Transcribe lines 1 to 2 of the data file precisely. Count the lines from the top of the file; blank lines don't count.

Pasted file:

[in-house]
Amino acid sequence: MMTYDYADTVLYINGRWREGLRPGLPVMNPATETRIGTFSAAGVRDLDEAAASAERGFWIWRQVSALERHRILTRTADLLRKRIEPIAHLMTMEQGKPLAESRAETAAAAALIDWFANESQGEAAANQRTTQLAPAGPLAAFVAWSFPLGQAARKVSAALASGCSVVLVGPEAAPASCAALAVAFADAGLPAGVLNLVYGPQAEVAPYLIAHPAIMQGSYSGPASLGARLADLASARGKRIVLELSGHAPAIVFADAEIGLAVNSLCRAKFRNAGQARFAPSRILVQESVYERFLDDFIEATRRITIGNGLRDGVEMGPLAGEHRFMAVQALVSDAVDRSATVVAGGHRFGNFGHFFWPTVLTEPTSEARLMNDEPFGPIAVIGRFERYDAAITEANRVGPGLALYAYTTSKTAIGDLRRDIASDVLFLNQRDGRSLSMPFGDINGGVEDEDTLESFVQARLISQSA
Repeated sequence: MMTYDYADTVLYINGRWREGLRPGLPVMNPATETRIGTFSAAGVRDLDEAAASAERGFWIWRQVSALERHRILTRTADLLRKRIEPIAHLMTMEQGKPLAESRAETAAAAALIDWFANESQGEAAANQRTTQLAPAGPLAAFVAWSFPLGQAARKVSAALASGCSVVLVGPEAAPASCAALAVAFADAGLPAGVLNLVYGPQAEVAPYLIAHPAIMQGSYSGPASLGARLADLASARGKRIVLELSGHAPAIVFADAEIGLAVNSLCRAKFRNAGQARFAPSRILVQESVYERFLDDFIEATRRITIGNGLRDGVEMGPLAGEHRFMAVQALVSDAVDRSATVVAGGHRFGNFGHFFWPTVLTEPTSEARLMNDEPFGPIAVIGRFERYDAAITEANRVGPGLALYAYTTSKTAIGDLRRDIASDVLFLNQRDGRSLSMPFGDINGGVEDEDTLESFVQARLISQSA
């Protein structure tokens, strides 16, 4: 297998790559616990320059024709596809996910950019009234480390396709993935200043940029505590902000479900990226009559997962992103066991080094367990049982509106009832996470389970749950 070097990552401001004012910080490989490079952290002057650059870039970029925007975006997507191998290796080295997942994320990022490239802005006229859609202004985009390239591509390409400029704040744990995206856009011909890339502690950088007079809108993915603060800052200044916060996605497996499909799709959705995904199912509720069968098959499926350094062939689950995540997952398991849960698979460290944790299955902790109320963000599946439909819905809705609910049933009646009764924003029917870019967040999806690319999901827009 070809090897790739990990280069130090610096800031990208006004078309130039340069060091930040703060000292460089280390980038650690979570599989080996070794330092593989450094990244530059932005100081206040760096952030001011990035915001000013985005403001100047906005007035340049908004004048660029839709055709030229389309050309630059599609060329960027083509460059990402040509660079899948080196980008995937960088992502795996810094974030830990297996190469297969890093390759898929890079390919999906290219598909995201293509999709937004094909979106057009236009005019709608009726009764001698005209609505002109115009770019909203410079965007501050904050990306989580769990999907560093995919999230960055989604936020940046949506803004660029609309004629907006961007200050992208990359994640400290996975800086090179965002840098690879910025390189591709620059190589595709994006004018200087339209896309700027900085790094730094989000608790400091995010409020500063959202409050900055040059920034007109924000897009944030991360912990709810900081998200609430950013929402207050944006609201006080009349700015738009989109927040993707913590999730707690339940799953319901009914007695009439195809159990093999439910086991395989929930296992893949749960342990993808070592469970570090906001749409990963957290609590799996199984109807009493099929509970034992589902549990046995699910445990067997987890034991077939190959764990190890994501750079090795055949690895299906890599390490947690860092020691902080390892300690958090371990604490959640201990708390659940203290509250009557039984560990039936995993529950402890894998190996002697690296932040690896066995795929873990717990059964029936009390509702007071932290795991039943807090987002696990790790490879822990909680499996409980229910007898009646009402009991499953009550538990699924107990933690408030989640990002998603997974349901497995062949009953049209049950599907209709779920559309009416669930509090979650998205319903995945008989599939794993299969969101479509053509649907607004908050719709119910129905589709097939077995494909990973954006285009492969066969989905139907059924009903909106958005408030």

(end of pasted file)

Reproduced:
[in-house]
Amino acid sequence: MMTYDYADTVLYINGRWREGLRPGLPVMNPATETRIGTFSAAGVRDLDEAAASAERGFWIWRQVSALERHRILTRTADLLRKRIEPIAHLMTMEQGKPLAESRAETAAAAALIDWFANESQGEAAANQRTTQLAPAGPLAAFVAWSFPLGQAARKVSAALASGCSVVLVGPEAAPASCAALAVAFADAGLPAGVLNLVYGPQAEVAPYLIAHPAIMQGSYSGPASLGARLADLASARGKRIVLELSGHAPAIVFADAEIGLAVNSLCRAKFRNAGQARFAPSRILVQESVYERFLDDFIEATRRITIGNGLRDGVEMGPLAGEHRFMAVQALVSDAVDRSATVVAGGHRFGNFGHFFWPTVLTEPTSEARLMNDEPFGPIAVIGRFERYDAAITEANRVGPGLALYAYTTSKTAIGDLRRDIASDVLFLNQRDGRSLSMPFGDINGGVEDEDTLESFVQARLISQSA